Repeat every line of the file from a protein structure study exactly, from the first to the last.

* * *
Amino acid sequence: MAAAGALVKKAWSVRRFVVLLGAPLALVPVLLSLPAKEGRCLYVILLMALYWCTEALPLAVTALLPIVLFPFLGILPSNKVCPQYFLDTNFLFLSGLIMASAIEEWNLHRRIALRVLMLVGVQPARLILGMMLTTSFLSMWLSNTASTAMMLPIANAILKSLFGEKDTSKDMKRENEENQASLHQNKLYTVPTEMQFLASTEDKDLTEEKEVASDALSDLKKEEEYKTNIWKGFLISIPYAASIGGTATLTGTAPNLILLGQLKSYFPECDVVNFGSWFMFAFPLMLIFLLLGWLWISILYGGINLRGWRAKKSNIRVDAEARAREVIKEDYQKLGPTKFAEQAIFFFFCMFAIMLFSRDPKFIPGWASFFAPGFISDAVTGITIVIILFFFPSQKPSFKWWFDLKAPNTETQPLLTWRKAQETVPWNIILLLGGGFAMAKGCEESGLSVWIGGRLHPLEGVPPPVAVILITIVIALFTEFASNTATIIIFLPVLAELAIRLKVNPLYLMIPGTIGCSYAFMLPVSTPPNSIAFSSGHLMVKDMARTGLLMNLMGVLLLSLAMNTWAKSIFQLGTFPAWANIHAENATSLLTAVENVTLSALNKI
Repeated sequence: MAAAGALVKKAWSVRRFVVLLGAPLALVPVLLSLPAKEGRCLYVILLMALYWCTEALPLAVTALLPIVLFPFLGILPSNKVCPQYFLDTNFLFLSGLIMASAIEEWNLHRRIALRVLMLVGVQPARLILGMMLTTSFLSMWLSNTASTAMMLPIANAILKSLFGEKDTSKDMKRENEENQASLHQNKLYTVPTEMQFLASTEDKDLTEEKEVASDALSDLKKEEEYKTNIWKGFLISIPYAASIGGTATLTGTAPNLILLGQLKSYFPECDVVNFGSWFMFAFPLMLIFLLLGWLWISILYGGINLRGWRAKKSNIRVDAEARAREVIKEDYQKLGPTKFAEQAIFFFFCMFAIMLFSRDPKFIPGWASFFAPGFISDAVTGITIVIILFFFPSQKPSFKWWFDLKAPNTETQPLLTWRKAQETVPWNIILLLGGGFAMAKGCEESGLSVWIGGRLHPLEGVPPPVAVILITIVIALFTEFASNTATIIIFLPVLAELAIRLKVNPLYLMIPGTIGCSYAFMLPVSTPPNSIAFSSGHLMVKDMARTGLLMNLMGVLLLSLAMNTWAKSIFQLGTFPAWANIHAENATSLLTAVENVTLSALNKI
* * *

Amino acid sequence: MAAAGALVKKAWSVRRFVVLLGAPLALVPVLLSLPAKEGRCLYVILLMALYWCTEALPLAVTALLPIVLFPFLGILPSNKVCPQYFLDTNFLFLSGLIMASAIEEWNLHRRIALRVLMLVGVQPARLILGMMLTTSFLSMWLSNTASTAMMLPIANAILKSLFGEKDTSKDMKRENEENQASLHQNKLYTVPTEMQFLASTEDKDLTEEKEVASDALSDLKKEEEYKTNIWKGFLISIPYAASIGGTATLTGTAPNLILLGQLKSYFPECDVVNFGSWFMFAFPLMLIFLLLGWLWISILYGGINLRGWRAKKSNIRVDAEARAREVIKEDYQKLGPTKFAEQAIFFFFCMFAIMLFSRDPKFIPGWASFFAPGFISDAVTGITIVIILFFFPSQKPSFKWWFDLKAPNTETQPLLTWRKAQETVPWNIILLLGGGFAMAKGCEESGLSVWIGGRLHPLEGVPPPVAVILITIVIALFTEFASNTATIIIFLPVLAELAIRLKVNPLYLMIPGTIGCSYAFMLPVSTPPNSIAFSSGHLMVKDMARTGLLMNLMGVLLLSLAMNTWAKSIFQLGTFPAWANIHAENATSLLTAVENVTLSALNKI
Repeated sequence: MAAAGALVKKAWSVRRFVVLLGAPLALVPVLLSLPAKEGRCLYVILLMALYWCTEALPLAVTALLPIVLFPFLGILPSNKVCPQYFLDTNFLFLSGLIMASAIEEWNLHRRIALRVLMLVGVQPARLILGMMLTTSFLSMWLSNTASTAMMLPIANAILKSLFGEKDTSKDMKRENEENQASLHQNKLYTVPTEMQFLASTEDKDLTEEKEVASDALSDLKKEEEYKTNIWKGFLISIPYAASIGGTATLTGTAPNLILLGQLKSYFPECDVVNFGSWFMFAFPLMLIFLLLGWLWISILYGGINLRGWRAKKSNIRVDAEARAREVIKEDYQKLGPTKFAEQAIFFFFCMFAIMLFSRDPKFIPGWASFFAPGFISDAVTGITIVIILFFFPSQKPSFKWWFDLKAPNTETQPLLTWRKAQETVPWNIILLLGGGFAMAKGCEESGLSVWIGGRLHPLEGVPPPVAVILITIVIALFTEFASNTATIIIFLPVLAELAIRLKVNPLYLMIPGTIGCSYAFMLPVSTPPNSIAFSSGHLMVKDMARTGLLMNLMGVLLLSLAMNTWAKSIFQLGTFPAWANIHAENATSLLTAVENVTLSALNKI